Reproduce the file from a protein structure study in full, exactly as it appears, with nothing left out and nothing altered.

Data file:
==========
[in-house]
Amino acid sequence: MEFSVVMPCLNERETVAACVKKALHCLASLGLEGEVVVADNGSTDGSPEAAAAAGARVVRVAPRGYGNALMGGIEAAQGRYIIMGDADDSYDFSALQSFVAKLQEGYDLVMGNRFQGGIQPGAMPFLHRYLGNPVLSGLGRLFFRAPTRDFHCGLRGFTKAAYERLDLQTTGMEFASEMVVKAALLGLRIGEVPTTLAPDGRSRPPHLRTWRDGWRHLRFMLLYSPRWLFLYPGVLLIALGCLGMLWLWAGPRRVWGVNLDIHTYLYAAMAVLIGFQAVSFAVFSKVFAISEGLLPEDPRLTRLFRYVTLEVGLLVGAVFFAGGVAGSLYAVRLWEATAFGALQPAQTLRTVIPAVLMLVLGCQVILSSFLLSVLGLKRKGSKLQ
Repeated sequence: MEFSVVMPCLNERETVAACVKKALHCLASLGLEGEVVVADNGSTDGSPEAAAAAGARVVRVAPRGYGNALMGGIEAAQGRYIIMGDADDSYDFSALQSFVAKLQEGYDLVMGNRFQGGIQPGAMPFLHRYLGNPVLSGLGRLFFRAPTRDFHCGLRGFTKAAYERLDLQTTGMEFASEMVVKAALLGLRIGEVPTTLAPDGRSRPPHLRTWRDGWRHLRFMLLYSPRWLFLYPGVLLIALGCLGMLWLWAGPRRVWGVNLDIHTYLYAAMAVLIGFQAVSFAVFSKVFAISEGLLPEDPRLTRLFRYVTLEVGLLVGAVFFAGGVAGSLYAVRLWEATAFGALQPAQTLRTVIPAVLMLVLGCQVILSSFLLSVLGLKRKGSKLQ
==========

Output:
[in-house]
Amino acid sequence: MEFSVVMPCLNERETVAACVKKALHCLASLGLEGEVVVADNGSTDGSPEAAAAAGARVVRVAPRGYGNALMGGIEAAQGRYIIMGDADDSYDFSALQSFVAKLQEGYDLVMGNRFQGGIQPGAMPFLHRYLGNPVLSGLGRLFFRAPTRDFHCGLRGFTKAAYERLDLQTTGMEFASEMVVKAALLGLRIGEVPTTLAPDGRSRPPHLRTWRDGWRHLRFMLLYSPRWLFLYPGVLLIALGCLGMLWLWAGPRRVWGVNLDIHTYLYAAMAVLIGFQAVSFAVFSKVFAISEGLLPEDPRLTRLFRYVTLEVGLLVGAVFFAGGVAGSLYAVRLWEATAFGALQPAQTLRTVIPAVLMLVLGCQVILSSFLLSVLGLKRKGSKLQ
Repeated sequence: MEFSVVMPCLNERETVAACVKKALHCLASLGLEGEVVVADNGSTDGSPEAAAAAGARVVRVAPRGYGNALMGGIEAAQGRYIIMGDADDSYDFSALQSFVAKLQEGYDLVMGNRFQGGIQPGAMPFLHRYLGNPVLSGLGRLFFRAPTRDFHCGLRGFTKAAYERLDLQTTGMEFASEMVVKAALLGLRIGEVPTTLAPDGRSRPPHLRTWRDGWRHLRFMLLYSPRWLFLYPGVLLIALGCLGMLWLWAGPRRVWGVNLDIHTYLYAAMAVLIGFQAVSFAVFSKVFAISEGLLPEDPRLTRLFRYVTLEVGLLVGAVFFAGGVAGSLYAVRLWEATAFGALQPAQTLRTVIPAVLMLVLGCQVILSSFLLSVLGLKRKGSKLQ